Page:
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Yardley Hastings

From Wikipedia, the free encyclopedia

Yardley Hastings
Row of Cottages, Yardley Hastings - - 253134.jpg

Yardley Hastings
Yardley Hastings is located in Northamptonshire
Yardley Hastings
Yardley Hastings
Location within Northamptonshire
Population745 (2011)
OS grid referenceSP865570
• London64 miles (103 km) SE
Civil parish
  • Yardley Hastings
Unitary authority
Ceremonial county
Sovereign stateUnited Kingdom
Postcode districtNN7
Dialling code01604
AmbulanceEast Midlands
UK Parliament
List of places
52°12′14″N 0°44′02″W / 52.204°N 0.734°W / 52.204; -0.734

Yardley Hastings is a village and civil parish in the English county of Northamptonshire. It is located south-east of the county town of Northampton and is skirted on its south side by the main A428 road to Bedford.


The village's name means 'rod wood/clearing', a place where they were made or acquired. The 'de Hastinges' family are mentioned in connection with the village in 1250.[1]

Thomas Dudley was born in Yardley Hastings in 1576. He sailed to New England on the Arbella in 1630 and became Governor of the Massachusetts Bay colony. He signed the charter of Harvard College in 1650.

Bouttoll Downing was born in Yardley Hastings in 1510. Ten generations later in 1820 "his descendant Sarah Downing"[2] married John Abbey in Yardley Hastings where further generations continued to live.

The village was struck by an F0/T1 tornado on 23 November 1981, as part of the record-breaking nationwide tornado outbreak on that day.[3] Yardley Hastings is the village in which Marianne Faithfull's character Maggie lives in the 2007 film Irina Palm.


The parish church is dedicated to St Andrew, has a 13th-century west tower and the remains of a Norman wall.[4] It also has exceptional examples of Romanesque detailing.

The former Congregational chapel dates from 1813[4] and subsequently became home to a congregation of the United Reformed Church. Worship here commenced in 1672 when a licence was granted to John Neale of Yardley Hastings permitting him to use his cottage for the purpose of worship and this represents the first recorded instance of nonconformity in Yardley Hastings. Records of worshipers were initially kept to a minimum since at this time many nonconformists were persecuted and imprisoned, with many in the 17th century emigrating to America where they were able to enjoy freedom of worship. As a result, there appears to be a total absence of early records until a meeting house was erected and the first minister (Doddridge) was ordained in 1730.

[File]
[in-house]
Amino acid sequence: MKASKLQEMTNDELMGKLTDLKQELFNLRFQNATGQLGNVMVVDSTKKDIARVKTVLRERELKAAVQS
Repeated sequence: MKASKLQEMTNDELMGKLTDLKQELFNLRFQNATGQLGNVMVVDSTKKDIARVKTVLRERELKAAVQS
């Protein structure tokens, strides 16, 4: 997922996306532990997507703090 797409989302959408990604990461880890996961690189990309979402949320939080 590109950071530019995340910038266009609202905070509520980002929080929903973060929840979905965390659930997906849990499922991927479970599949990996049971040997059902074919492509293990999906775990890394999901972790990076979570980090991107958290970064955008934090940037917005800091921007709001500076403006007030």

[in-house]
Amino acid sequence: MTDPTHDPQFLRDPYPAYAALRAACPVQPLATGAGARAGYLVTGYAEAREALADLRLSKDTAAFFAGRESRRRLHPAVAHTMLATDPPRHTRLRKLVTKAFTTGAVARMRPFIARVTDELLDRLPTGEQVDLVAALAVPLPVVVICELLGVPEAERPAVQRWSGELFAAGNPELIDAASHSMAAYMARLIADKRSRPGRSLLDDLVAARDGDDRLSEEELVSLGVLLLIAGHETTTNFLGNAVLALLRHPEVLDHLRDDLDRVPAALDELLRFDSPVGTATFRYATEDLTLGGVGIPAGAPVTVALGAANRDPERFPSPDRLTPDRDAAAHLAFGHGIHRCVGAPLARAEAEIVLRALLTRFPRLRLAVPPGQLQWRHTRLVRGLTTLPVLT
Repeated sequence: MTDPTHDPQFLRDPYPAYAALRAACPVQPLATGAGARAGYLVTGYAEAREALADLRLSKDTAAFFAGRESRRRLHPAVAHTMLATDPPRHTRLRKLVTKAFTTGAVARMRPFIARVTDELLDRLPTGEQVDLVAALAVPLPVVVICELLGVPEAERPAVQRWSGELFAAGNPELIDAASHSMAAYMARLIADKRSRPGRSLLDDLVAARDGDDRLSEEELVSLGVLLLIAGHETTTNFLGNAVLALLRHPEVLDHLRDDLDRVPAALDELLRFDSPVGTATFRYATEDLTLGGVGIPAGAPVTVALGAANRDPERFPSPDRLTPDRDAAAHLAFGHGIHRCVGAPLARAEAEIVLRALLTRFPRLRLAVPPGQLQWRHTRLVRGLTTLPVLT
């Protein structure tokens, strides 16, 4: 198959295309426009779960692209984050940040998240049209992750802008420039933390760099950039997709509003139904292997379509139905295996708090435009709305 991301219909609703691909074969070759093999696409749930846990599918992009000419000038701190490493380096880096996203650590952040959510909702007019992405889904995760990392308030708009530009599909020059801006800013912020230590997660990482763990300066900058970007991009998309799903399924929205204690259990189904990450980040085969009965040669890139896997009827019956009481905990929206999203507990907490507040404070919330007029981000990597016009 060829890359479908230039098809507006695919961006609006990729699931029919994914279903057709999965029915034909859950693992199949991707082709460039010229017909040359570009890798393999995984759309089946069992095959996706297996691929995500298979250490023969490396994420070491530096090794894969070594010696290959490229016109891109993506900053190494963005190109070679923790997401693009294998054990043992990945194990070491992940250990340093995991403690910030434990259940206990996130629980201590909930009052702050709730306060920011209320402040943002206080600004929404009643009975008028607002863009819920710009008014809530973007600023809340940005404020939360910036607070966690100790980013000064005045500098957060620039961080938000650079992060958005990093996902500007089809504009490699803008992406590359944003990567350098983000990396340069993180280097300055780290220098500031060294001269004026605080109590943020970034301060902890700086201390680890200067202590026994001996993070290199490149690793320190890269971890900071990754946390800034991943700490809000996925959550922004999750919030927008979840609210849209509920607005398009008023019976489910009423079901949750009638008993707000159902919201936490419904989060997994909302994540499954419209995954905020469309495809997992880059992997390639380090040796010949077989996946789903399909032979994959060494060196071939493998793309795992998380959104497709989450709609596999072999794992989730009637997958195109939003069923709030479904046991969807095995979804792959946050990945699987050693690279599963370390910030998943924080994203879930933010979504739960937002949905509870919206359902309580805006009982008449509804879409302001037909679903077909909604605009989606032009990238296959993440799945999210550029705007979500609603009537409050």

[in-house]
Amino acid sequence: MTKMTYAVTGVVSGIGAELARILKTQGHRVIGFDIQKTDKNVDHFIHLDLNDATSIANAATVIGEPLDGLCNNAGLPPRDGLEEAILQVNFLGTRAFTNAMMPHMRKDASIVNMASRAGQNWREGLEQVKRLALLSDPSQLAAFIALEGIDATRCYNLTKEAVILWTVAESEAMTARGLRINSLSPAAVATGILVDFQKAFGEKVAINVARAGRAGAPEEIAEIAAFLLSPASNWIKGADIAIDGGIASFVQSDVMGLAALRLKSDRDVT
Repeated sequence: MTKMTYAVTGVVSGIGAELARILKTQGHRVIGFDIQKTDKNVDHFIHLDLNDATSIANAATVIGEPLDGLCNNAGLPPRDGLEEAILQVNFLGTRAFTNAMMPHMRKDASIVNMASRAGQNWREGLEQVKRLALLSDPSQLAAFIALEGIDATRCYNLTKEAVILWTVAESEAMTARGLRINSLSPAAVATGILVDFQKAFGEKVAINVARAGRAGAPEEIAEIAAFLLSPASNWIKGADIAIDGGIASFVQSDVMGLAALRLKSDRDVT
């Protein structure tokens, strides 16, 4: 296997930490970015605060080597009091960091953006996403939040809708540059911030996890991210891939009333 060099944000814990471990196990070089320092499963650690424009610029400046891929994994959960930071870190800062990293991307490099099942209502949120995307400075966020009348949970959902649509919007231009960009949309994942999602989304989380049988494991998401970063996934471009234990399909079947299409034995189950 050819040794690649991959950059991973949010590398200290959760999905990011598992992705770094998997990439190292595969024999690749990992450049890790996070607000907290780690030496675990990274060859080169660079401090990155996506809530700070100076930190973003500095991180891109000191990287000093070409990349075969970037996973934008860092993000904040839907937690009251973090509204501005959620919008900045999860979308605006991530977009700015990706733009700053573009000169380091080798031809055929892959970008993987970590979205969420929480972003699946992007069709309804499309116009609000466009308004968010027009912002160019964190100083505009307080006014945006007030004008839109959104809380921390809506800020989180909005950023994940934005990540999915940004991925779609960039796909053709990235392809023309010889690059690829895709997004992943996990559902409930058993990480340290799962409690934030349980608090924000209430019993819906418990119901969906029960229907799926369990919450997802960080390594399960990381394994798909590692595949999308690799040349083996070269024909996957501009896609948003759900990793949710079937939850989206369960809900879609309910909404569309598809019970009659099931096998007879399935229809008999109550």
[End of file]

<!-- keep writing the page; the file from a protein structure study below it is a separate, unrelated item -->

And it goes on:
Doddridge was joined by Drake in 1735 and they both preached at Yardley until 1758, when Drake moved to Olney. However, from 1758 there was no minister at Yardley until Thomas Raban was ordained in 1783. Raban had many commitments in nearby Olney and much of the day-to-day administration was undertaken by the rector James Gardiner whose signature can be found on several marriage certificates including that of "Edward Abbey married to Sarah Wooden 30th January 1794",[5] the Abbey family being resident in the area for many years.

Thomas Raban died in 1802 following an accident and in 1804 "John Hoppus"[6] from London was ordained. As a result of his outstanding leadership, the earlier decline in membership was reversed and a gallery for the chapel was constructed along with an adjoining house for the minister (The Manse). In 1813 the chapel was destroyed by fire, but fortunately the Manse survived which presumably housed many of the parish records since a series of records survive from both before and after the fire.